SOS recognition by skimmers would be very useful indeed. It's a shame it's not implemented. With the miniaturization of HF rigs and subsiquent popularization of portable ops including popular activities like SOTA and POTA  more and more people are taking radios to isolated areas these days. This has also lead to a renewed interest in CW among hams. As good neighbors and safety conscious hams, we should see CW as a valuable and viable way for the growing number of portable operators to call for assistance. Skimmers should be made to recognize distress calls and perhaps some skilled and charismatic writer should campaign to revive the awareness of X X X. An article in QRZ magazine, on their webpage, on some popular CW, portable ops, and general ham radio podcasts. Spread the awareness and make X X X a useful tool in the portable operator's toolbox.
Morse Code / XXX
May 20, 2018, 11:35:53 pm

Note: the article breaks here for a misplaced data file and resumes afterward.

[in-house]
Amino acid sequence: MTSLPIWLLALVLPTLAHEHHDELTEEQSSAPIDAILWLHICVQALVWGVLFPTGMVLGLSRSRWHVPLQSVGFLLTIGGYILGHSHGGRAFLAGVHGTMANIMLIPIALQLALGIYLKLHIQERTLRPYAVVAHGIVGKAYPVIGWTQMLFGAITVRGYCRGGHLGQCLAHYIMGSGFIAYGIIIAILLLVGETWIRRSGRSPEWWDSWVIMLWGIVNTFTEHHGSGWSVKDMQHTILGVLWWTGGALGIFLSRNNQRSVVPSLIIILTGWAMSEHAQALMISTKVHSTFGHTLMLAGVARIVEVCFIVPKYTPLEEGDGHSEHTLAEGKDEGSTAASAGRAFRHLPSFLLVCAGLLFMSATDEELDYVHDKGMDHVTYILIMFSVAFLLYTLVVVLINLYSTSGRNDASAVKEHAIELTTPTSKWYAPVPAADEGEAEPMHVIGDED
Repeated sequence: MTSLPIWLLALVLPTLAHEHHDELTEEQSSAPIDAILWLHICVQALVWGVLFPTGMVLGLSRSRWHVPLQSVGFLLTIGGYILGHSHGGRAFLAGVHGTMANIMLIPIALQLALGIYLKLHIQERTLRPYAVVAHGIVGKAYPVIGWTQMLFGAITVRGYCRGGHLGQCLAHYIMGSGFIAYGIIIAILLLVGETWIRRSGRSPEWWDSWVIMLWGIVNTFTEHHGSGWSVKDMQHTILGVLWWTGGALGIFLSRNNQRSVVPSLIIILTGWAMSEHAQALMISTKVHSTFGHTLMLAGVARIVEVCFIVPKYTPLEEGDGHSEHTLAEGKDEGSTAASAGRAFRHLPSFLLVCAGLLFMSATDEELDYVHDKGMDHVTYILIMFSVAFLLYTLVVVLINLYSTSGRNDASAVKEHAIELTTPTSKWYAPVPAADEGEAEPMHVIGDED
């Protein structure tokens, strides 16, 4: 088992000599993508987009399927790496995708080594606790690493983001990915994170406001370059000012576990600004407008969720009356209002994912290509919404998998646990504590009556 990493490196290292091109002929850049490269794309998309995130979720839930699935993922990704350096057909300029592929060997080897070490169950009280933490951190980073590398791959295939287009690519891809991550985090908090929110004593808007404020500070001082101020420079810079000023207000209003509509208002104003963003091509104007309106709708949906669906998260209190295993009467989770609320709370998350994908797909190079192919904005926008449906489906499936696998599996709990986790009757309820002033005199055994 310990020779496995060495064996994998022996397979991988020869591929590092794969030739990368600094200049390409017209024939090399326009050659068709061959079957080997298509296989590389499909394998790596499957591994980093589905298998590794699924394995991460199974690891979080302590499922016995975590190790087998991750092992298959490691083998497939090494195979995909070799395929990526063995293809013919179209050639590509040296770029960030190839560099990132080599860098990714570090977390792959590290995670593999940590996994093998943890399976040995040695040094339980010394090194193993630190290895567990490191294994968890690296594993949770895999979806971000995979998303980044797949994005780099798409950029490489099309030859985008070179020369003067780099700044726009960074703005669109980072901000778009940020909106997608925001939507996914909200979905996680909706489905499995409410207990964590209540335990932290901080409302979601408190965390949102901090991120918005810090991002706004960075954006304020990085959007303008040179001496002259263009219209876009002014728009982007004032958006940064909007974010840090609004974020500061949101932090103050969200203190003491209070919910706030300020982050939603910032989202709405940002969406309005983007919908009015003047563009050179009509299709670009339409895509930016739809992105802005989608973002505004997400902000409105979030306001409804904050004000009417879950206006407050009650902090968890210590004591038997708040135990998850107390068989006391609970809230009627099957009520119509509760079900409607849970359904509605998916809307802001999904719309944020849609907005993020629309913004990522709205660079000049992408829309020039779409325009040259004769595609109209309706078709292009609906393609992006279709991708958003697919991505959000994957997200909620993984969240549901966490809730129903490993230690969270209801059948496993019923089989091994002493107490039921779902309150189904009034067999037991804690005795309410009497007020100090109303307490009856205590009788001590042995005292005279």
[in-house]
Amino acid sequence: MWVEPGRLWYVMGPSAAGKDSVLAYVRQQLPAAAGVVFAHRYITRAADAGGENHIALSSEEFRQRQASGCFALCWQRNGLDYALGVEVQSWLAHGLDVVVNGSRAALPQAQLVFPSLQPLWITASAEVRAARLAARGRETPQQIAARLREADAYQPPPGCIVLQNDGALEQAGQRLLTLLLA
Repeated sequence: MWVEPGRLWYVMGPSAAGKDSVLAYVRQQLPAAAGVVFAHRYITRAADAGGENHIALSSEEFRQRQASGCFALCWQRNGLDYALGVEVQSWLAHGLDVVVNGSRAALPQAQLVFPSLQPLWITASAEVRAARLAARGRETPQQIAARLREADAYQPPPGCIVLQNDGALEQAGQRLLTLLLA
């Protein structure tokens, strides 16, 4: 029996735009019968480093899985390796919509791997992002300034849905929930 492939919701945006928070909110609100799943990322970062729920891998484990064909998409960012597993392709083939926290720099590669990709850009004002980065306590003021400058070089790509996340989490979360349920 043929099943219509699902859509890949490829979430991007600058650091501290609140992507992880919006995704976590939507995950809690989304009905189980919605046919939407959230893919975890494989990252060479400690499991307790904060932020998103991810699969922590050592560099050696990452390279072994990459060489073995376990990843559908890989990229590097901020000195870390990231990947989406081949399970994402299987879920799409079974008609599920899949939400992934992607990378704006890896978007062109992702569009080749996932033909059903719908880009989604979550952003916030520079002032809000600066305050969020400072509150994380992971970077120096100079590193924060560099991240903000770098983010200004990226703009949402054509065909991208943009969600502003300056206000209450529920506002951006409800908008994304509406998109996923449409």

No, this post is not about Vin Diesel or adult movies. Rather, it's a question concerning the old practice of sending X X X in CW for Pan Pan, which is a call for assistance in non-life threatening situations. As a pilot I'm familiar with Pan Pan and I was curious if there was a way to call it in CW. So I googled it and discovered it was three x's sent as distinct letters. I've been messing around in CW for a few years now and never have come across this yet so it is not common knowledge like SOS is. I got to thinking about it as I was driving through a really isolated stretch of mountain roads last week, miles from cell service and thought that a way of getting the attention of a ham on the CW bands would be real handy if I had a breakdown and needed to have a ham relay a message for me to my wife to let her know about it and send some help if needed. I know SOS would bust a pileup and get a dozen of willing helpers in seconds. Do you think sending X X X would have any affect at all or am I better off just calling CQ HELP or something like that?